In May, Senior U.S. District Court Judge Shira Scheindlin told the New York Law Journal that judges don’t take enough chances. "They are fearful or they want a promotion or whatever it is, they don't exercise the independence they should have,” she said. “State court judges of course face re-election, which is a terrible thing, but federal judges, who are appointed for life, don't appreciate how much independence they have—many of them are a little cautious, more cautious than they should be."
Scheindlin was determined not to fall into that trap. In August, she ruled that the New York Police Department violated the Constitution with its stop-and-frisk program, finding that it relied on racial profiling. Scheindlin’s decision famously incensed Mayor Michael Bloomberg and forced a reckoning that has already led to changes in the way the city deploys stop and frisk. More change will follow after next Tuesday’s mayoral election: Bill de Blasio, who will almost certainly succeed Bloomberg, has made it clear that he’s leery of the disproportionate stops of African-Americans and Hispanics and wants to rein in this practice. But Scheindlin herself was smacked down Thursday by three judges of the U.S. Court of Appeals for the 2nd Circuit. They said she overreached in taking multiple stop-and-frisk cases and created an appearance of impropriety by talking to the media. The appellate judges have yanked the stop-and-frisk cases (there's more than one) from Scheindlin and reassigned them to another judge, in an order designed both to personally embarrass her and to send a message to other bold judges, particularly those who dare talk to the press: Watch your step.
That’s a big shame, because it will have a sad effect on the public role that judges play. Scheindlin sounded a self-aggrandizing note in the interviews she gave last spring and summer. “What I did was gutsy,” she said in The New Yorker about a Sept. 11 case she handled. And: “I don’t think I’m the favorite of the U.S. Attorney’s office for the Southern District. Because I’m independent. I believe in the Constitution. I believe in the Bill of Rights. These issues come up, and I take them quite seriously. I’m not afraid to rule against the government.” For a judge to talk like that with a big civil rights case pending isn’t the most circumspect or prudent move. But what should matter far more is that Scheindlin didn’t break the rule against talking about pending cases, as she has pointed out. And so scolding her for talking to the press will just make other judges afraid to get anywhere close to the line. I know it’s in my interest as a journalist for judges to feel freer to talk. But really, the larger problem is that the public doesn’t understand enough about the work that judges do, not that Scheindlin got a little carried away in trying to shed some light on it.
The 2nd Circuit hasn’t said whether Scheindlin’s ruling against New York City was right or wrong. Instead, the three-judge panel said she “ran afoul” of the code of conduct for federal judges by making her impartiality seem as if it could be questioned and through her “improper application” of the rule by which judges agree to handle “related cases.” The 2nd Circuit dinged her for giving media interviews and for telling the plaintiffs in a previous civil rights suit against New York City that if they had proof of “inappropriate racial profiling” they could file a new lawsuit and “mark it as related,” which would route it to her chambers. Scheindlin added, referring to the filing fee, “I am sure I am going to get in trouble for saying it, for $65 you can bring that lawsuit.” Sure, that off-the-cuff remark looks impolitic now that the appeals court has shone a spotlight on it. But the reason for routing related cases to a single judge is to make the system more efficient and conserve resources. Why should Scheindlin have handed off a new case to a different judge?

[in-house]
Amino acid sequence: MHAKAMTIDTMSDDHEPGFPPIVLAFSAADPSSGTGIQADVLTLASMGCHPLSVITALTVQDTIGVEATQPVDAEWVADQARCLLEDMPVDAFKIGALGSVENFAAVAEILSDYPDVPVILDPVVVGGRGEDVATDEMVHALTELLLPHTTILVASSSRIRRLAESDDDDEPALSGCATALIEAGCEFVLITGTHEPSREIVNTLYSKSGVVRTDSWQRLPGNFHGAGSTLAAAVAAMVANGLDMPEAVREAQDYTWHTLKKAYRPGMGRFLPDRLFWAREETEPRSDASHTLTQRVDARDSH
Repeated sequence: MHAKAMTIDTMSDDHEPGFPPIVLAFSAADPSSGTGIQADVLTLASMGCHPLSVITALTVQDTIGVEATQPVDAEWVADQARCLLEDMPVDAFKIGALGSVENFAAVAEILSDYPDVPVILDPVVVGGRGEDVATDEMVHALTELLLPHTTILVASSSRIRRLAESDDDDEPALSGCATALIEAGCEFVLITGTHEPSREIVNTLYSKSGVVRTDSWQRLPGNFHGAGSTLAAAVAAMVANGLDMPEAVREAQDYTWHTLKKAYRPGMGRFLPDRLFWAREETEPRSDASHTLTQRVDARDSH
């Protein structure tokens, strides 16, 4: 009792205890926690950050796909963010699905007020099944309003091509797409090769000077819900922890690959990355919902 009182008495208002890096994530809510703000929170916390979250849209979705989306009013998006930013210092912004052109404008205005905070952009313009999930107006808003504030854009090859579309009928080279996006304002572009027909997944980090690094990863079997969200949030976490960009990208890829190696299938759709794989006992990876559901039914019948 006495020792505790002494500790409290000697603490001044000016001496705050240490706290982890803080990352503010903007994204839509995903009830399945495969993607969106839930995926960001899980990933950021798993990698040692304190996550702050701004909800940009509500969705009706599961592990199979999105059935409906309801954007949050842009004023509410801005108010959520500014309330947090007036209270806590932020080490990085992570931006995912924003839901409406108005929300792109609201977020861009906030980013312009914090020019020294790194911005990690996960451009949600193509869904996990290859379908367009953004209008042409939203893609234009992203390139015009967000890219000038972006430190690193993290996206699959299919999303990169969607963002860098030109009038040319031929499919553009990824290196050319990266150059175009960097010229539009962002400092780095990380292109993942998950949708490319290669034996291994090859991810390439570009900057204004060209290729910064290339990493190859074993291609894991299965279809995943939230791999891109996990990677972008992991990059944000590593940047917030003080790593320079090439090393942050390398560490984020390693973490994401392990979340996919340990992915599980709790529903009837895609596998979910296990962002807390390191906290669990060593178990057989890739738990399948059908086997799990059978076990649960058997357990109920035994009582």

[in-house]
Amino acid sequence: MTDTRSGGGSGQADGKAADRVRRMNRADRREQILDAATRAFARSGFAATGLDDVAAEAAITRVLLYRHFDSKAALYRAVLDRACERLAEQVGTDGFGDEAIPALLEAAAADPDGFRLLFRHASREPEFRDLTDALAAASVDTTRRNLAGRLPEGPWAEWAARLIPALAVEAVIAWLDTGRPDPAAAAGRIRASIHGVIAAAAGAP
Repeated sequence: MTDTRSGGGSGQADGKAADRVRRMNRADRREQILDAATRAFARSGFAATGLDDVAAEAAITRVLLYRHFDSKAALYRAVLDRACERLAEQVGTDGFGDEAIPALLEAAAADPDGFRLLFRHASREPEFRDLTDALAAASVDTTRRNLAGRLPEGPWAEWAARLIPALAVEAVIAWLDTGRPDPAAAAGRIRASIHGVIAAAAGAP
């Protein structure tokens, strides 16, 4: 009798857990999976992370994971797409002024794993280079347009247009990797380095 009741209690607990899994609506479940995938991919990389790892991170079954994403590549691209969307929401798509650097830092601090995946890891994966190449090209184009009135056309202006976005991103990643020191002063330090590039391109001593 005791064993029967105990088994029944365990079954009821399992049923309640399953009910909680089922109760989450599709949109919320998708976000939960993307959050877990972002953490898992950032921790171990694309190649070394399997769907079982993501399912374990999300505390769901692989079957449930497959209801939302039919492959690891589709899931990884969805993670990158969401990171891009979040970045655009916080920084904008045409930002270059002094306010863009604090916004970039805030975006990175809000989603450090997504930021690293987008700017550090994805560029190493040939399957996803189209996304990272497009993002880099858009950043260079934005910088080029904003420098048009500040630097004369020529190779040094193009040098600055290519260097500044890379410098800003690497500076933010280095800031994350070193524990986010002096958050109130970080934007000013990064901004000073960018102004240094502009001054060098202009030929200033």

There’s no question that Bloomberg and the NYPD hated having her preside over the stop-and-frisk suits. But that doesn’t mean she was biased. It means that she was giving them a hard time, for reasons that the appeals court may yet find were entirely justified. And tellingly, the city’s lawyers didn’t ask the 2nd Circuit to disqualify her. That means no one briefed or argued this question, and Scheindlin had no chance to defend or explain herself before the decision was made. The 2nd Circuit’s move to remove her was itself an overreach. “There is absolutely nothing in the record before the 2nd Circuit addressing these issues,” says Nancy Gertner, a former (bold) federal judge in Boston who now teaches at Harvard Law School. “If there is bias here, it is that of the 2nd Circuit that went out of its way to disqualify a judge—outside of the normal processes, looking beyond the record, and without giving her a chance to respond.”
And since the 2nd Circuit’s order also freezes the stop-and-frisk cases until further appellate rulings, there was just no reason to remove Scheindlin (other than the message sending and the personal rebuking, that is). “Given the order to stay, which left the district court with nothing to do, reaching out to decide disqualification now was premature and precipitous,” says Yale Law School professor Judith Resnik.
The upshot of this is that Scheindlin’s effort to dismantle the worst aspects of stop and frisk will have lasting and important impact. But so will the blow the 2nd Circuit has dealt to judges who refuse to be overcautious. And for that, we’re all the poorer.
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